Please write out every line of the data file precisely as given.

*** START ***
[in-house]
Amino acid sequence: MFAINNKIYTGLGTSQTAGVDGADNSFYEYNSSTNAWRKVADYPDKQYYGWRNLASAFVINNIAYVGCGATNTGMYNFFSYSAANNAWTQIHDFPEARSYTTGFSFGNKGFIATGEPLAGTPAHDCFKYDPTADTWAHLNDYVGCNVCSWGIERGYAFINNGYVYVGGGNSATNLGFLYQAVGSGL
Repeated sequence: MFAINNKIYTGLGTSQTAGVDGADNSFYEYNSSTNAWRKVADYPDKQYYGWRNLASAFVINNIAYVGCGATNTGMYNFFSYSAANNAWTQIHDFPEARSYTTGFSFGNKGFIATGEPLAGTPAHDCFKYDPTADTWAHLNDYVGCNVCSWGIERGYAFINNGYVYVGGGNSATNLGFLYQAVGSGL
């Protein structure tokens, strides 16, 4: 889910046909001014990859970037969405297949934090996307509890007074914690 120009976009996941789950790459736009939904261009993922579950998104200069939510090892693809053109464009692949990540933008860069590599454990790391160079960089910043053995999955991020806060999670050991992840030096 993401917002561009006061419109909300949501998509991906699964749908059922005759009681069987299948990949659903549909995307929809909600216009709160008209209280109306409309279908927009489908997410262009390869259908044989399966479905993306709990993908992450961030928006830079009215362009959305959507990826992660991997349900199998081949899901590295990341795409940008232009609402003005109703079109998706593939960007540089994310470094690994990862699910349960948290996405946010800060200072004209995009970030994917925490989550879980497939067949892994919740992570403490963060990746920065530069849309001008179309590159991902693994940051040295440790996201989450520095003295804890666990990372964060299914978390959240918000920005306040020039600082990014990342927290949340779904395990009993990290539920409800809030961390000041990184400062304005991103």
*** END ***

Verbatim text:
[in-house]
Amino acid sequence: MFAINNKIYTGLGTSQTAGVDGADNSFYEYNSSTNAWRKVADYPDKQYYGWRNLASAFVINNIAYVGCGATNTGMYNFFSYSAANNAWTQIHDFPEARSYTTGFSFGNKGFIATGEPLAGTPAHDCFKYDPTADTWAHLNDYVGCNVCSWGIERGYAFINNGYVYVGGGNSATNLGFLYQAVGSGL
Repeated sequence: MFAINNKIYTGLGTSQTAGVDGADNSFYEYNSSTNAWRKVADYPDKQYYGWRNLASAFVINNIAYVGCGATNTGMYNFFSYSAANNAWTQIHDFPEARSYTTGFSFGNKGFIATGEPLAGTPAHDCFKYDPTADTWAHLNDYVGCNVCSWGIERGYAFINNGYVYVGGGNSATNLGFLYQAVGSGL
């Protein structure tokens, strides 16, 4: 889910046909001014990859970037969405297949934090996307509890007074914690 120009976009996941789950790459736009939904261009993922579950998104200069939510090892693809053109464009692949990540933008860069590599454990790391160079960089910043053995999955991020806060999670050991992840030096 993401917002561009006061419109909300949501998509991906699964749908059922005759009681069987299948990949659903549909995307929809909600216009709160008209209280109306409309279908927009489908997410262009390869259908044989399966479905993306709990993908992450961030928006830079009215362009959305959507990826992660991997349900199998081949899901590295990341795409940008232009609402003005109703079109998706593939960007540089994310470094690994990862699910349960948290996405946010800060200072004209995009970030994917925490989550879980497939067949892994919740992570403490963060990746920065530069849309001008179309590159991902693994940051040295440790996201989450520095003295804890666990990372964060299914978390959240918000920005306040020039600082990014990342927290949340779904395990009993990290539920409800809030961390000041990184400062304005991103």